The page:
Del Monte Fresh Produce
The plaintiffs Del Monte Fresh Produce Company and Del Monte Fresh Produce, N.A., Inc.
incorporated in Delaware Florida, respectively and the defendants Dole Food Company, Inc. and Dole Fresh Fruit Company, incorporated in Hawaii and Nevada, respectively were developers, growers, processors and distributors of pineapples by profession. The plaintiff developed a new variety of extra sweet pineapples, which was named as MD-2 or the “Del Monte Gold Extra Sweet”.
The cultivation of this new variety of pineapple was commenced in Costa Rica. In the year1991, Cabo Marzo, which was a Costa Rican farm and one of Dole’s suppliers of pineapples, managed to procure Del Monte’s MD-2 plant material. Subsequently, Dole announced in the pineapple market that it had developed a new super sweet pineapple variety, which it named as the “Dole Premium Select”, in order to offer competition to the “Gold Extra Sweet” variety developed by Del Monte. Procedural History:
In the Southern District Court of Florida a complaint was filed by Del Monte against Dole for breach of section 1125 of the Lanham Act; violation of the Florida Trade Secret Act on account of misappropriation of trade secrets; conversion and the adoption of deceptive and unfair trade practices as per the provisions of the Florida Deceptive and Unfair Trade Practices Act. The contention of Del Monte was that not only Cabo Marzo but also Dole were cognizant of the fact that the M-2 variety of pineapple was belonged solely to Del Monte.
In reply, Dole filed a motion seeking dismissal on the grounds of forum non conveniens. Issues legal question: The legal issue raised was whether a case that involved companies incorporated in the United States and conducting business operations in the United States could be dismissed on ground of forum non conveniens if an alternative forum was available. Broad holding: In instances where there is an absence of an adequate alternative forum and where dismissal of the case would not further public or private interest, the court may refuse to set aside a motion for dismissal.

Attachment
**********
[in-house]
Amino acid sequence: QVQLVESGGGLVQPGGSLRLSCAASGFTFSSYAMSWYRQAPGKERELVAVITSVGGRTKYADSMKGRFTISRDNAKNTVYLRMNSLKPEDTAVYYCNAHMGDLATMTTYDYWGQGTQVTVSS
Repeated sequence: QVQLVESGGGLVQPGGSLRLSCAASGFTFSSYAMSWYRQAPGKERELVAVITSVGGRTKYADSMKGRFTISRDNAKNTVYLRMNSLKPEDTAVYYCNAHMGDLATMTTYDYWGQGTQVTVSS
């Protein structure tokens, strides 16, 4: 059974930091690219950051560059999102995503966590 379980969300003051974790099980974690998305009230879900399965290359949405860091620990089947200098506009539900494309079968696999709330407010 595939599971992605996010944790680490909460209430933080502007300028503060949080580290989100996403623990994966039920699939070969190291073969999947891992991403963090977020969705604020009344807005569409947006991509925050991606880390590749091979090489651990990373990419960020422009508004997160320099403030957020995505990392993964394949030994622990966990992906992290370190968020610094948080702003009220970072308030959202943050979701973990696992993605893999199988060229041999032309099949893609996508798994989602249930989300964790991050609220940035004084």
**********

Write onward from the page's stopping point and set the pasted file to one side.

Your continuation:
Narrow holding: The Costa Rican court did not have the authority to sanction the remedy sought by the plaintiffs and these US corporations sold most of their products in the domestic market, therefore there had been an infringement of the US competition law; consequently, the court may refuse to allow a motion for dismissal on grounds of forum non conveniens. Doctrinal Reasoning: The court referred to Doe v. Sun Int’l Hotels.
, Ltd and held that choice of forum indicated by the plaintiff should not be changed, unless the facts of the case warranted such a change (Doe v. Sun Int’l Hotels. , Ltd , 1998). The court further opined, on the basis of Republic of Panama v. BCCI Holdings that there should exist, an adequate alternative forum and that adjudication in such a forum should be conducive to public and private interest (Republic of Panama v. BCCI Holdings , 1997).
It also held that adjudication in an alternative forum could totally deprive Del Monte of a remedy. Policy Reasoning: The doctrines established by the extant case law formed the basis for this decision and no change to the existing case law was effected. Miscellaneous: All the presiding judges were unanimous in their opinion. References Doe v. Sun Int’l Hotels. , Ltd , 20 F. Supp. 2d 1328 (S. D. Fla 1998). Republic of Panama v. BCCI Holdings , 119 F. 3d. 935 (11th Circuit Court 1997).